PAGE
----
There are four major types of RNA: messenger RNA (mRNA), ribosomal RNA (rRNA), transfer RNA (tRNA), and microRNA (miRNA). The first, mRNA, carries the message from DNA, which controls all of the cellular activities in a cell. If a cell requires synthesizing a certain protein, the gene for this product turns “on” and the messenger RNA synthesizes in the nucleus. The RNA base sequence is complementary to the DNA’s coding sequence from which it has been copied. However, in RNA, the base T is absent and U is present instead. If the DNA strand has a sequence AATTGCGC, the sequence of the complementary RNA is UUAACGCG. In the cytoplasm, the mRNA interacts with ribosomes and other cellular machinery ((Figure)).

A ribosome has two parts: a large subunit and a small subunit. The mRNA sits in between the two subunits. A tRNA molecule recognizes a codon on the mRNA, binds to it by complementary base pairing, and adds the correct amino acid to the growing peptide chain.


An illustration of a ribosome is shown. m R N A sits between the large and small subunits. t R N A molecules bind the ribosome and add amino acids to the growing peptide chain.

The mRNA is read in sets of three bases known as codons. Each codon codes for a single amino acid. In this way, the mRNA is read and the protein product is made. Ribosomal RNA (rRNA) is a major constituent of ribosomes on which the mRNA binds. The rRNA ensures the proper alignment of the mRNA and the Ribosomes. The ribosome’s rRNA also has an enzymatic activity (peptidyl transferase) and catalyzes peptide bond formation between two aligned amino acids. Transfer RNA (tRNA) is one of the smallest of the four types of RNA, usually 70–90 nucleotides long. It carries the correct amino acid to the protein synthesis site. It is the base pairing between the tRNA and mRNA that allows for the correct amino acid to insert itself in the polypeptide chain. MicroRNAs are the smallest RNA molecules and their role involves regulating gene expression by interfering with the expression of certain mRNA messages. (Figure) summarizes DNA and RNA features.

DNA and RNA Features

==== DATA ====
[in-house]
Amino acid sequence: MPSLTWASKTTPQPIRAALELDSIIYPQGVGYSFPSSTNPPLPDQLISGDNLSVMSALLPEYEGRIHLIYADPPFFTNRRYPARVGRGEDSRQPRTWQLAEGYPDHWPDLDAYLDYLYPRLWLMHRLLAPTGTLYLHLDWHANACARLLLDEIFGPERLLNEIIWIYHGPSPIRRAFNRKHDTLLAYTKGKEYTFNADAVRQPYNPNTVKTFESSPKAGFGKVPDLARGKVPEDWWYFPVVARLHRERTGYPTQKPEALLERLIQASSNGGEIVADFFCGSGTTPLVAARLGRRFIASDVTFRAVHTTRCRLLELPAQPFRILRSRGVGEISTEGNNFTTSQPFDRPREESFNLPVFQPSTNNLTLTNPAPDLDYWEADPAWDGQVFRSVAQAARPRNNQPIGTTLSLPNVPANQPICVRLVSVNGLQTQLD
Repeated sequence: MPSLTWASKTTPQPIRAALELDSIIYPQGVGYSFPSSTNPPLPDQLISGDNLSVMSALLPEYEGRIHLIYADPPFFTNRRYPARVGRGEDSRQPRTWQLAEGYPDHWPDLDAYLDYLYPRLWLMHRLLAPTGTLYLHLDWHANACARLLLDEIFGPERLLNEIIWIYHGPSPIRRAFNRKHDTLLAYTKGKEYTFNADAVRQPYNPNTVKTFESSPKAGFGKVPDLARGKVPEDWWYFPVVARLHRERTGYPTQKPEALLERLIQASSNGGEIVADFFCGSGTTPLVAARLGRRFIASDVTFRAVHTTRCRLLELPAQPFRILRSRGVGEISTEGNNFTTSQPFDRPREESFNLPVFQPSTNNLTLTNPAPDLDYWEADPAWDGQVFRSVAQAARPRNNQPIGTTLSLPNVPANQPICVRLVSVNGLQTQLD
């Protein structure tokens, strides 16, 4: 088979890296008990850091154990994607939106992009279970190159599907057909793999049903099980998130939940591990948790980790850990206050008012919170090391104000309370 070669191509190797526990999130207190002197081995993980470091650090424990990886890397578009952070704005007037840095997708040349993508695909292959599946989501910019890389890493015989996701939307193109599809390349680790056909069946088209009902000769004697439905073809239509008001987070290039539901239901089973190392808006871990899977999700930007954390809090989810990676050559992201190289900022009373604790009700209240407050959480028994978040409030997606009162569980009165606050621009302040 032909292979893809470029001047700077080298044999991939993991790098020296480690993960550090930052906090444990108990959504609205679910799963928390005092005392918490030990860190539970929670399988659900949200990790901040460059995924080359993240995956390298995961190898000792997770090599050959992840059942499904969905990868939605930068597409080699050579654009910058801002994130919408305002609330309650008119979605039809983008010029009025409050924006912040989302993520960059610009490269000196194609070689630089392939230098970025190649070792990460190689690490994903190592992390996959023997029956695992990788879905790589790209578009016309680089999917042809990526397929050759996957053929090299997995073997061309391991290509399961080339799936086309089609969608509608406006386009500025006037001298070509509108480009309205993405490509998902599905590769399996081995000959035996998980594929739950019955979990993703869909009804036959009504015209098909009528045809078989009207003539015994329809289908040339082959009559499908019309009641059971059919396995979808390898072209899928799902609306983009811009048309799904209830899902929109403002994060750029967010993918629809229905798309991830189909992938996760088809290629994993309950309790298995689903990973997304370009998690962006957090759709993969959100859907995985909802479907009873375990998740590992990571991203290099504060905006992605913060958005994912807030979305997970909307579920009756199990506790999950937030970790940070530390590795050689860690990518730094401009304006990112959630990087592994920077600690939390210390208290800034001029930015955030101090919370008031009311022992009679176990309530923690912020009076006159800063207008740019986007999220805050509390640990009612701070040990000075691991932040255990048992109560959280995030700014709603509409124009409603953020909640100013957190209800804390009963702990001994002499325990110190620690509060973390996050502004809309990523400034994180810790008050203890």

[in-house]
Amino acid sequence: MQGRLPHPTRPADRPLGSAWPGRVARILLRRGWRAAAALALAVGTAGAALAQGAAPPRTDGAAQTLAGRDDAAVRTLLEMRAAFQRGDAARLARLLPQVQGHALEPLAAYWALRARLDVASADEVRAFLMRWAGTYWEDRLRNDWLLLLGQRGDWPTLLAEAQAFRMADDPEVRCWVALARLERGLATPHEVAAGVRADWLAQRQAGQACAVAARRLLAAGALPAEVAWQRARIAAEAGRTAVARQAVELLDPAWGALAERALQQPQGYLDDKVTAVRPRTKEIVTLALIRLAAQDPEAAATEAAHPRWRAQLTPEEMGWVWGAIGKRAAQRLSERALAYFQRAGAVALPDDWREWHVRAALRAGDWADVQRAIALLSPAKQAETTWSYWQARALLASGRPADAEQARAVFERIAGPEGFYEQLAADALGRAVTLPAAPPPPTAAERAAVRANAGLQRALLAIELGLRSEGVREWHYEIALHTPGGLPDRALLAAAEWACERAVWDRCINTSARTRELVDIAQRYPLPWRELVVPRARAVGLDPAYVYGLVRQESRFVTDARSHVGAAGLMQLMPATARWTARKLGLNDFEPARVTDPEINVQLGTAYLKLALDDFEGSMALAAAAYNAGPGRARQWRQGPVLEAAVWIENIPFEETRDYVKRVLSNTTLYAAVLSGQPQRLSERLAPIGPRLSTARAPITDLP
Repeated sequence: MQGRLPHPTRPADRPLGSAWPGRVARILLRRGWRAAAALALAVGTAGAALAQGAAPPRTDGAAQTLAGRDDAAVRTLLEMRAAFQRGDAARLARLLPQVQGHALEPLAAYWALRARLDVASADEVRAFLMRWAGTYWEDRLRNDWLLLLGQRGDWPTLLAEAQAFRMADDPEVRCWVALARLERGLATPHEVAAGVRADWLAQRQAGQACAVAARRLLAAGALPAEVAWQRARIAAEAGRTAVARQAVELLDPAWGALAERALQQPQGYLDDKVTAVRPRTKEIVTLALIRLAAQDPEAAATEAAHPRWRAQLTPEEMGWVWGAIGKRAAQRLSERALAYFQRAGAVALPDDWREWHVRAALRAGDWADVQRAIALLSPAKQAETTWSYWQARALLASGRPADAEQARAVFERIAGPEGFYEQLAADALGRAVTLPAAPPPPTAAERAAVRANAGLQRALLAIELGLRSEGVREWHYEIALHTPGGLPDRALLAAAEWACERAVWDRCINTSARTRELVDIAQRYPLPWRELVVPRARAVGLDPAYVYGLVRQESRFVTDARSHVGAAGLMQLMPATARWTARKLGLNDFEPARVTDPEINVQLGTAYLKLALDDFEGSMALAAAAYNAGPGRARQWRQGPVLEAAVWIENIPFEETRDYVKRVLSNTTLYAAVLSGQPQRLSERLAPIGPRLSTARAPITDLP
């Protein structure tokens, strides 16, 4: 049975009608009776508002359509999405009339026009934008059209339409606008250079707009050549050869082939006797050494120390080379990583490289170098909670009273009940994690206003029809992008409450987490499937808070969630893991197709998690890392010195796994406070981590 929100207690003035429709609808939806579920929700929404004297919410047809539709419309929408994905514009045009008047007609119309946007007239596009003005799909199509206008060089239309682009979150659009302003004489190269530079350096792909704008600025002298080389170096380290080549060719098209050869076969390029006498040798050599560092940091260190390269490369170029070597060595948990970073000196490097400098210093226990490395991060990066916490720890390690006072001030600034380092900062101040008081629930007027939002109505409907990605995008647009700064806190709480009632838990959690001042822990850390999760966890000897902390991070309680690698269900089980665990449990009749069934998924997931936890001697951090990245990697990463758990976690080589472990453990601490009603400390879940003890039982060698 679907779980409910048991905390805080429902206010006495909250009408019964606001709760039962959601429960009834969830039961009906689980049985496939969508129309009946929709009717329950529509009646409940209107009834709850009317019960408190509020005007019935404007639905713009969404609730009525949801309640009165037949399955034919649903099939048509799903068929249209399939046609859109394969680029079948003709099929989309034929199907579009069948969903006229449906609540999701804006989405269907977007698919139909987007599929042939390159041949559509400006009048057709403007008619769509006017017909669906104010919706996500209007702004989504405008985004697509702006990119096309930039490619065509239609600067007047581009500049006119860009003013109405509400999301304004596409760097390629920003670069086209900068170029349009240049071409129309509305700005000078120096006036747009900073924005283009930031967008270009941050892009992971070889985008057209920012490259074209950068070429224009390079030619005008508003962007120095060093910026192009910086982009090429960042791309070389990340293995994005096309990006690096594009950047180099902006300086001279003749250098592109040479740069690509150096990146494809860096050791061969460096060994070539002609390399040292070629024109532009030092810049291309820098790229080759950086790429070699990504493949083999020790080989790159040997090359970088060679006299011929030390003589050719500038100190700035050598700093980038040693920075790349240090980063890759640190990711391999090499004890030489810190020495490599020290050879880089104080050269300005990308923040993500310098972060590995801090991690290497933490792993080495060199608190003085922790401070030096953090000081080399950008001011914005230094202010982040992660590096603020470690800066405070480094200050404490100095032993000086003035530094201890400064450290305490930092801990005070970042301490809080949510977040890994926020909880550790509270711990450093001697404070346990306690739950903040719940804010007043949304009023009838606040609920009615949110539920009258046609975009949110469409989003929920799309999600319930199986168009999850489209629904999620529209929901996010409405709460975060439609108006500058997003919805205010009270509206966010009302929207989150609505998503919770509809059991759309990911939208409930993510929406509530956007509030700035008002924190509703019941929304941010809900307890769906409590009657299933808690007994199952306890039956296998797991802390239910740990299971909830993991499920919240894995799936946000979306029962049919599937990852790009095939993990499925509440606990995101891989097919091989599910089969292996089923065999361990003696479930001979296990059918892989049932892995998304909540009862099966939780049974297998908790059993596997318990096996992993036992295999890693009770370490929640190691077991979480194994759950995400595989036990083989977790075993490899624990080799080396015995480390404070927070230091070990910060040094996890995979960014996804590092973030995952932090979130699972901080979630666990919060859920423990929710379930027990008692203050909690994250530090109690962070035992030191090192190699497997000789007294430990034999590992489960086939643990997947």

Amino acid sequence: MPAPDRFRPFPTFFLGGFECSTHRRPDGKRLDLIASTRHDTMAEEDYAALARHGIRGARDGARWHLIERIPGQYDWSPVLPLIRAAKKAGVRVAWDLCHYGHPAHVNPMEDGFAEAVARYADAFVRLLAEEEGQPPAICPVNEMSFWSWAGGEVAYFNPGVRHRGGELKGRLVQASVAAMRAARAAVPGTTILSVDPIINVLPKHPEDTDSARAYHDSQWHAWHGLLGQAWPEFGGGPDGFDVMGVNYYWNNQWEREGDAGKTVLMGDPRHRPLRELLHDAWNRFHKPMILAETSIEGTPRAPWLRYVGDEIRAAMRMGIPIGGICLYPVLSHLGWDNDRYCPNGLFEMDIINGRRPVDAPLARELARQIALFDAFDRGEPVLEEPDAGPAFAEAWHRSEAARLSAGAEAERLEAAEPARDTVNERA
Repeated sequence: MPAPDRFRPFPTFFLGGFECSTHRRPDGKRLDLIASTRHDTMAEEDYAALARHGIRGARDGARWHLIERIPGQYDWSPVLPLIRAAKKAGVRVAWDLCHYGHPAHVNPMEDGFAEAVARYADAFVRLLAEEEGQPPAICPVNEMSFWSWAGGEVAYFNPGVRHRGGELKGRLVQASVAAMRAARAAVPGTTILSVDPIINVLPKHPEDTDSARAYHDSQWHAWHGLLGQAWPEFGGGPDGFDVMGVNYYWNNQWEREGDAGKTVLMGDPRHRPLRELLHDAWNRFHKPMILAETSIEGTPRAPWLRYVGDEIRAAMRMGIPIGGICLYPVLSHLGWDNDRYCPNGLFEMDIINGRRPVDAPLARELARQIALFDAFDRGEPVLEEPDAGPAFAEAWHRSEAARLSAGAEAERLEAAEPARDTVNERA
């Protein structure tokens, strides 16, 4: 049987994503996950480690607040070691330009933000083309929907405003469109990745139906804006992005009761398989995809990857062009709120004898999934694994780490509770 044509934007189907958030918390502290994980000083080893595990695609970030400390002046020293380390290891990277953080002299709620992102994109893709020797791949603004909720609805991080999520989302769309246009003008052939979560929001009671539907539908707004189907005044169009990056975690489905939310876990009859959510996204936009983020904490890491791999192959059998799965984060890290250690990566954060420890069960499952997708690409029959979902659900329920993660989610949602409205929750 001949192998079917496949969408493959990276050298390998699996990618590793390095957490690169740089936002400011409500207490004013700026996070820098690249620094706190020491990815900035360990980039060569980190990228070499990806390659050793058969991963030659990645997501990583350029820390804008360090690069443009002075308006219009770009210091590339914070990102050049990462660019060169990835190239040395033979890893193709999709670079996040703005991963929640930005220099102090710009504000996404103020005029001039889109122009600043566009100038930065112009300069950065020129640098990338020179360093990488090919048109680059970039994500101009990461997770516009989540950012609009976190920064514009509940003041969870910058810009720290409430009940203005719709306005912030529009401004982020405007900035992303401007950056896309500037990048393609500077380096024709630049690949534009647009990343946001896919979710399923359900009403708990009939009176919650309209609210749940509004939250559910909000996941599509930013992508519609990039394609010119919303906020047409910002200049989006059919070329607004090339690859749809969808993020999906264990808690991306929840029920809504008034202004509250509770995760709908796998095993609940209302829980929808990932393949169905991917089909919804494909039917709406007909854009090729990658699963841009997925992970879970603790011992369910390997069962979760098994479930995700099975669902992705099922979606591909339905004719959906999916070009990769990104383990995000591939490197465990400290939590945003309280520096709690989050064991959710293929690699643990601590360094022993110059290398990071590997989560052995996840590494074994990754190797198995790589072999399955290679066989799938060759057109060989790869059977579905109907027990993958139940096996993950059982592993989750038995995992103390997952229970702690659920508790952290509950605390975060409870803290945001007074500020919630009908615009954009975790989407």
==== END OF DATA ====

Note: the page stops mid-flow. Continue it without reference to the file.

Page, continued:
DNA RNA
Function Carries genetic information Involved in protein synthesis
Location Remains in the nucleus Leaves the nucleus
Structure Double helix Usually single-stranded
Sugar Deoxyribose Ribose
Pyrimidines Cytosine, thymine Cytosine, uracil
Purines Adenine, guanine Adenine, guanine

Even though the RNA is single stranded, most RNA types show extensive intramolecular base pairing between complementary sequences, creating a predictable three-dimensional structure essential for their function.

As you have learned, information flow in an organism takes place from DNA to RNA to protein. DNA dictates the structure of mRNA in a process scientists call transcription, and RNA dictates the protein’s structure in a process scientists call translation. This is the Central Dogma of Life, which holds true for all organisms; however, exceptions to the rule occur in connection with viral infections.

Link to Learning

To learn more about DNA, explore the Howard Hughes Medical Institute BioInteractive animations on the topic of DNA.

Section Summary

Nucleic acids are molecules comprised of nucleotides that direct cellular activities such as cell division and protein synthesis. Pentose sugar, a nitrogenous base, and a phosphate group comprise each nucleotide. There are two types of nucleic acids: DNA and RNA. DNA carries the cell’s genetic blueprint and passes it on from parents to offspring (in the form of chromosomes). It has a double-helical structure with the two strands running in opposite directions, connected by hydrogen bonds, and complementary to each other. RNA is a single-stranded polymer composed of linked nucleotides made up of a pentose sugar (ribose), a nitrogenous base, and a phosphate group. RNA is involved in protein synthesis and its regulation. Messenger RNA (mRNA) copies from the DNA, exports itself from the nucleus to the cytoplasm, and contains information for constructing proteins. Ribosomal RNA (rRNA) is a part of the ribosomes at the site of protein synthesis; whereas, transfer RNA (tRNA) carries the amino acid to the site of protein synthesis. The microRNA regulates using mRNA for protein synthesis.

Visual Connection Questions

(Figure) A mutation occurs, and cytosine is replaced with adenine. What impact do you think this will have on the DNA structure?

(Figure) Adenine is larger than cytosine and will not be able to base pair properly with the guanine on the opposing strand. This will cause the DNA to bulge. DNA repair enzymes may recognize the bulge and replace the incorrect nucleotide.

Review Questions

A nucleotide of DNA may contain ________.

  1. ribose, uracil, and a phosphate group
  2. deoxyribose, uracil, and a phosphate group
  3. deoxyribose, thymine, and a phosphate group
  4. ribose, thymine, and a phosphate group

C

The building blocks of nucleic acids are ________.

  1. sugars
  2. nitrogenous bases
  3. peptides
  4. nucleotides

D

How does the double helix structure of DNA support its role in encoding the genome?